Nearly anytime I shop online, I notice a “pay later” option at the checkout screen. The promise sounds intriguing — make your purchase today, then split up your payments over the next few weeks.
In reality, this feature is called a point of sale loan. The terms differ depending on a number of factors, including your credit and your purchase. Here’s what to expect with this type of financing and when to use (and avoid) point of sale loans.
What is a point of sale loan?
A point of sale loan lets you pay for an item through monthly installments rather than the entire price upfront. Lenders partner directly with retailers so that you can apply instantly at the checkout screen.
Some options require a hard credit check, while others are short-term installment agreements that rely only on a soft check to ensure you pay your bills on time. Depending on your credit history and the size of your purchase, you could even snag a 0% interest rate as long as you pay on time.
Most point of sale lenders don’t report the borrowed money on your credit report. But if you’re significantly late on a payment, the account will likely be reported and damage your credit score. Regardless of whether or not the balance is reported to the credit bureaus, the most important deciding factor is whether or not the payments are affordable.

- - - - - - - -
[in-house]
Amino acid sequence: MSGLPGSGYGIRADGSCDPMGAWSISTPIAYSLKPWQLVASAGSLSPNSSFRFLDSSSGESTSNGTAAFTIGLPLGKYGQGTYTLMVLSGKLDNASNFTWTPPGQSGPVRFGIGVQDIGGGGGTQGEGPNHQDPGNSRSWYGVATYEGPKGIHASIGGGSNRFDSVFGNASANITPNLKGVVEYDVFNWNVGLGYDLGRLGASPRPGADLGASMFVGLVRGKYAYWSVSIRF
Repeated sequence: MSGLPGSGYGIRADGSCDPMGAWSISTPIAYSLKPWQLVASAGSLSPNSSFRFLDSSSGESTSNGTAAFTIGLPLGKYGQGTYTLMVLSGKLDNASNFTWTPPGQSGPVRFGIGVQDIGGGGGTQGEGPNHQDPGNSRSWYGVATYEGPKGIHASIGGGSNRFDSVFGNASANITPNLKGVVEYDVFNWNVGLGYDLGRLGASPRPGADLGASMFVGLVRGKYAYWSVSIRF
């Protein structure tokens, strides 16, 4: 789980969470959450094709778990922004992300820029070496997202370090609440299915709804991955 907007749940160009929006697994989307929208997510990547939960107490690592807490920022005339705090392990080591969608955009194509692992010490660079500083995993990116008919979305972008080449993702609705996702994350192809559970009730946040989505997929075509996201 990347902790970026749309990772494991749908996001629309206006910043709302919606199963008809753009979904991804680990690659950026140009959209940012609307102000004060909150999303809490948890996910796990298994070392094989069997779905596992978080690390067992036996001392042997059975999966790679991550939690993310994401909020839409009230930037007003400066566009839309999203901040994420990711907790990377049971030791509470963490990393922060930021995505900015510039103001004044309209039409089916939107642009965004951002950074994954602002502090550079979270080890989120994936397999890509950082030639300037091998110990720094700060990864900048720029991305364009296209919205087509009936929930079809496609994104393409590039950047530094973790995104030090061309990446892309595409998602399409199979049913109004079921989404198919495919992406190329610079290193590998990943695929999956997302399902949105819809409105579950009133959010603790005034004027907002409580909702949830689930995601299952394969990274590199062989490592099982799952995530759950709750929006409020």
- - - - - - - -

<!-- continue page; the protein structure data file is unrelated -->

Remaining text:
How to get a POS loan
The process for getting a point of sale loan is simple. There is usually a “pay later” option at checkout for most major online retailers. From there, you’ll fill out the application form, which will vary slightly depending on the lender. Expect to provide information like your name, contact information, date of birth, and Social Security number. It’s important to find out what kind of credit check they’ll do. A soft pull is preferred since it has no impact on your credit score.
Once you apply, the lender will immediately give you an approval decision. If it’s a yes, then you’ll see your payment options. Look for the APR (if there is one) and the total cost to borrow the funds. Then check how long you have to repay and how frequently your payments are due; oftentimes, point of sales loans require biweekly payments.
Also, find out what happens if you decide to return an item you financed with a point of sale loan. If you don’t receive a full refund, you may still be responsible for the outstanding balance on your loan. You could also potentially be hit with a prepayment fee, depending on the loan terms.